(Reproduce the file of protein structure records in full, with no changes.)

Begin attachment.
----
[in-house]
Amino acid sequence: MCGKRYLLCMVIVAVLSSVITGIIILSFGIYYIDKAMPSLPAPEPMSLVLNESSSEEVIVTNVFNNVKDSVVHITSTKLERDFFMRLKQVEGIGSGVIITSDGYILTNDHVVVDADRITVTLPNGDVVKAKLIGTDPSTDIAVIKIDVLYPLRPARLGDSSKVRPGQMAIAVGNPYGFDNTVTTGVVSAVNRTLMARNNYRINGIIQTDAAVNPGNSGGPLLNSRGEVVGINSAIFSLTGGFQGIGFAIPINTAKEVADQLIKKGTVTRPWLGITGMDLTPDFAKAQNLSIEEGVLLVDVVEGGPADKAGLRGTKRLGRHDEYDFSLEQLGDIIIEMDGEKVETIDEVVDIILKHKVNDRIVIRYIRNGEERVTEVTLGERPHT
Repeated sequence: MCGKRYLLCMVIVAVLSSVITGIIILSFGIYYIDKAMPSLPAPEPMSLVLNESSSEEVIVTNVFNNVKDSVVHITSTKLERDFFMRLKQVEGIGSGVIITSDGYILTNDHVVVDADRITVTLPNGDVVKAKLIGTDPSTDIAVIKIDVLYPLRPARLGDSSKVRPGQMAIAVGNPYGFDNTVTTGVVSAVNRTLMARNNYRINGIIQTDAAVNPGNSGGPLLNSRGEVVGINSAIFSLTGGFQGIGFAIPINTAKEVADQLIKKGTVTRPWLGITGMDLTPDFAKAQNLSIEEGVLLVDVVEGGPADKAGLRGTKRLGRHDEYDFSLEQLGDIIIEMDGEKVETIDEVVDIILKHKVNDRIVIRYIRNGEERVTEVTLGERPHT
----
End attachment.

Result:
[in-house]
Amino acid sequence: MCGKRYLLCMVIVAVLSSVITGIIILSFGIYYIDKAMPSLPAPEPMSLVLNESSSEEVIVTNVFNNVKDSVVHITSTKLERDFFMRLKQVEGIGSGVIITSDGYILTNDHVVVDADRITVTLPNGDVVKAKLIGTDPSTDIAVIKIDVLYPLRPARLGDSSKVRPGQMAIAVGNPYGFDNTVTTGVVSAVNRTLMARNNYRINGIIQTDAAVNPGNSGGPLLNSRGEVVGINSAIFSLTGGFQGIGFAIPINTAKEVADQLIKKGTVTRPWLGITGMDLTPDFAKAQNLSIEEGVLLVDVVEGGPADKAGLRGTKRLGRHDEYDFSLEQLGDIIIEMDGEKVETIDEVVDIILKHKVNDRIVIRYIRNGEERVTEVTLGERPHT
Repeated sequence: MCGKRYLLCMVIVAVLSSVITGIIILSFGIYYIDKAMPSLPAPEPMSLVLNESSSEEVIVTNVFNNVKDSVVHITSTKLERDFFMRLKQVEGIGSGVIITSDGYILTNDHVVVDADRITVTLPNGDVVKAKLIGTDPSTDIAVIKIDVLYPLRPARLGDSSKVRPGQMAIAVGNPYGFDNTVTTGVVSAVNRTLMARNNYRINGIIQTDAAVNPGNSGGPLLNSRGEVVGINSAIFSLTGGFQGIGFAIPINTAKEVADQLIKKGTVTRPWLGITGMDLTPDFAKAQNLSIEEGVLLVDVVEGGPADKAGLRGTKRLGRHDEYDFSLEQLGDIIIEMDGEKVETIDEVVDIILKHKVNDRIVIRYIRNGEERVTEVTLGERPHT